, Volume 23, Issue 5, pp 995–1001 | Cite as

Understanding the patient perspective after ventral hernia repair

  • T.-H. J. Lee
  • K. L. Ulisney
  • A. K. Choudhuri
  • J. L. Swiger
  • G. J. GibeilyEmail author
Original Article
Part of the following topical collections:
  1. Forum on primary midline uncomplicated ventral hernia



More than 350,000 ventral hernia repairs are performed in the U.S. each year. However, long-term quality of life of patients living with hernia repair is less known. Follow-up using patient-reported outcomes (measures) is an important representation of the patient experience and can inform quality improvements of hernia treatments. This study aims to understand the patients’ experience after ventral hernia repair, to enhance quality of care and long-term hernia treatment outcomes.


To better understand long-term outcomes of ventral hernia repair and to enhance an existing PRO tool, two rounds of semi-structured interviews and focus groups were conducted. In total, 22 patients who had ventral hernia repair were enrolled. The patient perspectives obtained were grouped into themes to inform the further development of the PRO tool. Data were transcribed and analyzed using atlas.ti and Microsoft Word.


Ten major themes were identified in this analysis. Patients’ quality of life was impacted by hernia repairs and hernia recurrences, including chronic pain, effects on daily activities and social relationships, and the challenge in finding new treatments. The lack of provider–patient communication and patient understanding of hernia repairs highlighted the need for providing patients with more comprehensive information regarding repair options and outcomes prior to surgery.


PRO assessments and meaningful communications between the physician and the patient can provide a comprehensive benefit–risk assessment prior to surgery, and may also improve patient understanding of what to expect during recovery from surgery.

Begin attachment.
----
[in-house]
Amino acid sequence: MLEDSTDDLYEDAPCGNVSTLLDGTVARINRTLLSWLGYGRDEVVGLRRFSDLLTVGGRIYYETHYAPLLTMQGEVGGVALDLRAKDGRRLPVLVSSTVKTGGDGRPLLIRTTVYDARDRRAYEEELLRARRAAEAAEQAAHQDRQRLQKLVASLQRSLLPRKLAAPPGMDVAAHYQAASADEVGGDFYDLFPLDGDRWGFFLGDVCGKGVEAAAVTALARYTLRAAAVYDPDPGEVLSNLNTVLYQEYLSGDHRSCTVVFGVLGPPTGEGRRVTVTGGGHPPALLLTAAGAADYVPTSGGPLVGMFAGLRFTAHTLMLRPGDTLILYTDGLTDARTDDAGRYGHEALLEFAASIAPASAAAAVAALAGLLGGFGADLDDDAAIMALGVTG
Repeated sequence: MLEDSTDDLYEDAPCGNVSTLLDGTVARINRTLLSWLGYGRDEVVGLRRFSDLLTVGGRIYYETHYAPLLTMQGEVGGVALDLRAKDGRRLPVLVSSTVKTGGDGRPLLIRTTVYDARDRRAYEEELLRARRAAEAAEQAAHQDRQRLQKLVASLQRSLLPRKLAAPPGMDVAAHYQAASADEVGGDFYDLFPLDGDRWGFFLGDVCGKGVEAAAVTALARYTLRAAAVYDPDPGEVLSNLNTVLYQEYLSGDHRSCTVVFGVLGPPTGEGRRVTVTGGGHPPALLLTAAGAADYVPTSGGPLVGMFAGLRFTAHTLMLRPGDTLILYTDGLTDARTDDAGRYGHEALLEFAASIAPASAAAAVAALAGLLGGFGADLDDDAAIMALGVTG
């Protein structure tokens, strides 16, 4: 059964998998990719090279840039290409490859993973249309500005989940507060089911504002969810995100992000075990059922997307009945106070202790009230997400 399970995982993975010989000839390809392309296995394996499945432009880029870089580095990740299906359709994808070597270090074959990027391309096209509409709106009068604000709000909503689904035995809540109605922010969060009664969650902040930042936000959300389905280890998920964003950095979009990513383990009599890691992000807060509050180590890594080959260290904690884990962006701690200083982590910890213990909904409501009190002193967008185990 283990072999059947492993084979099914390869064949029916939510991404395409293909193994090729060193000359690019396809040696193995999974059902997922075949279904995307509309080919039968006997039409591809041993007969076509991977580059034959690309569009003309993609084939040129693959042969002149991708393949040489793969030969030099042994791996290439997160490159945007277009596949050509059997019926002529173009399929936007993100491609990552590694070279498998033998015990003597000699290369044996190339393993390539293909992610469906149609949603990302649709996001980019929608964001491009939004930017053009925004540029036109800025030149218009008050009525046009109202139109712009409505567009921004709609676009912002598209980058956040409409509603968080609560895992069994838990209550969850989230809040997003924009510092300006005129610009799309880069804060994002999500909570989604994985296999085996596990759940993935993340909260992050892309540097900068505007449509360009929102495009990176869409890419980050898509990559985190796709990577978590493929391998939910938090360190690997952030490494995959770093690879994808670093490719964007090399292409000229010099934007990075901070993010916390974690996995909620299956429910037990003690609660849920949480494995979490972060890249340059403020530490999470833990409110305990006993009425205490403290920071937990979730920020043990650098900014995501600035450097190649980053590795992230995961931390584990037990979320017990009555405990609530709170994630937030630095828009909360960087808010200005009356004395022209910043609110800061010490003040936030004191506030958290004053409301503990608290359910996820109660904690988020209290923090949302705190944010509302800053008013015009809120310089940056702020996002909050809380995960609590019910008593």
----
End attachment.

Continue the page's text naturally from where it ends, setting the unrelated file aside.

Ventral hernia Patient-reported outcomes Hernia repair Quality of life Food Drug Administration 



The authors would like to acknowledge Dr. Benjamin Poulose and Dr. Michael Rosen of the Americas Hernia Society Quality Collaborative for their significant contributions to this work.


No funds or support has been received for this work.

Compliance with ethical standards

Conflict of interest

All authors declare no conflict of interest.

Ethical approval

Experiments comply with the current laws of the country in which they were performed.

Human and animal rights

All procedures performed in studies involving human participants were in accordance with the ethical standards of the institutional and/or national research committee and with the 1964 Helsinki Declaration and its later amendments or comparable ethical standards.

Informed consent

Informed consent for participation was obtained before the interviews began.


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Copyright information

© Springer-Verlag France SAS, part of Springer Nature 2019

Authors and Affiliations

  1. 1.Center for Devices and Radiological HealthU.S. Food and Drug AdministrationSilver SpringUSA

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